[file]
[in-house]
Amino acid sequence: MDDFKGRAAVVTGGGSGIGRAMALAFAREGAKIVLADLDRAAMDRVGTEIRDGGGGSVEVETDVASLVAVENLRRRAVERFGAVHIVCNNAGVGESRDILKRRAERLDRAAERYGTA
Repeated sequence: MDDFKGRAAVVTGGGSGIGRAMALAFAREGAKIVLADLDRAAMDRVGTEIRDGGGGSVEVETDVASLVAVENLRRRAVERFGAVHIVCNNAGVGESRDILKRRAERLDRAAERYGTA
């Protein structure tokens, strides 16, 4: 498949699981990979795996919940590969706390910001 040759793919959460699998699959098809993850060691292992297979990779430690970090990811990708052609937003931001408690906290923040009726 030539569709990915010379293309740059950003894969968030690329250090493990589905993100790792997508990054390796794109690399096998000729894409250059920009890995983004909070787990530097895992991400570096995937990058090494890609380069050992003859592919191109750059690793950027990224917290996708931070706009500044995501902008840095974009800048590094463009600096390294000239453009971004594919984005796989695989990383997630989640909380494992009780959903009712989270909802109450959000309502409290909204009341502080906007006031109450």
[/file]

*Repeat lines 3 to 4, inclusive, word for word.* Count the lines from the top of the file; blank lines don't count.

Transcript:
Repeated sequence: MDDFKGRAAVVTGGGSGIGRAMALAFAREGAKIVLADLDRAAMDRVGTEIRDGGGGSVEVETDVASLVAVENLRRRAVERFGAVHIVCNNAGVGESRDILKRRAERLDRAAERYGTA
């Protein structure tokens, strides 16, 4: 498949699981990979795996919940590969706390910001 040759793919959460699998699959098809993850060691292992297979990779430690970090990811990708052609937003931001408690906290923040009726 030539569709990915010379293309740059950003894969968030690329250090493990589905993100790792997508990054390796794109690399096998000729894409250059920009890995983004909070787990530097895992991400570096995937990058090494890609380069050992003859592919191109750059690793950027990224917290996708931070706009500044995501902008840095974009800048590094463009600096390294000239453009971004594919984005796989695989990383997630989640909380494992009780959903009712989270909802109450959000309502409290909204009341502080906007006031109450």